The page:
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Book Cover for: Biochemistry and Cell Biology of Ageing: Part III Biomedical Science, J. Robin Harris

Biochemistry and Cell Biology of Ageing: Part III Biomedical Science

J. Robin Harris

This book provides a state-of-the-art overview of key areas of subcellular aging research in human cells.

The reader is introduced to the historical development and progress in biomedical aging research and learns, for example, about the role of microRNAs, circRNAs, mitochondria and extracellular vesicles in cellular senescence. The reader will also learn more about how gap junctions, the nuclear pore complex and the proteasome are affecting the ageing processes. In addition, novel therapeutic opportunities through modulation of cellular senescence are discussed.

The book follows on from Parts I and II of Biochemistry and Cell Biology of Ageing (Volumes 90 and 91 of the Subcellular Biochemistry book series) by covering interesting and significant biomedical ageing topics not included in the earlier volumes. Comprehensive and cutting-edge, this book is a valuable resource for experienced researchers and early career scientist alike, who are interested in learning more about the fascinating and challenging question of why and how our cells age.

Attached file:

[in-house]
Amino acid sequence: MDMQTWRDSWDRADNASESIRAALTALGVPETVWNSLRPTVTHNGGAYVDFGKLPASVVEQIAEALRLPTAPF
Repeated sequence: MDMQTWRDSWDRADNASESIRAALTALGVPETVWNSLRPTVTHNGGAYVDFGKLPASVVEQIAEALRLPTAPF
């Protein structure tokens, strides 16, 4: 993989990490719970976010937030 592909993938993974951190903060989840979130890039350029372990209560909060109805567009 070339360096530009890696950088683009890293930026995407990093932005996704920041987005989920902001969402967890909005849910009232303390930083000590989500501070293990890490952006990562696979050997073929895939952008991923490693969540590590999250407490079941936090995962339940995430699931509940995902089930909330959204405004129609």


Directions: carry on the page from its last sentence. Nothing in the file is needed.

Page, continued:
Book Details

  • Publisher: Springer
  • Publish Date: Jan 7th, 2024
  • Pages: 424
  • Language: English
  • Edition: 2023 -
  • Dimensions: 9.21in - 6.14in - 0.89in - 1.34lb
  • EAN: 9783031214127
  • Categories: Life Stages - Later YearsLife Sciences - Molecular BiologyBiochemistry

About the Author

Prof J. Robin Harris is an Honorary Professor of the University of Mainz, who specialized in macromolecular electron microscopy. He has been the Series Editor of the Subcellular Biochemistry Series for many years and his broad scientific interests are reflected in the diversity of content of the Series.

Dr Viktor Korolchuk is Reader in Molecular Cell Biology at Newcastle University. His scientific interests lie in the area of intracellular protein trafficking and degradation pathways. The current focus of research in his laboratory is autophagy (literally self-eating) where portions of cytoplasm are recruited into intracellular vesicles called autophagosomes and transported for degradation by lysosomal hydrolases.
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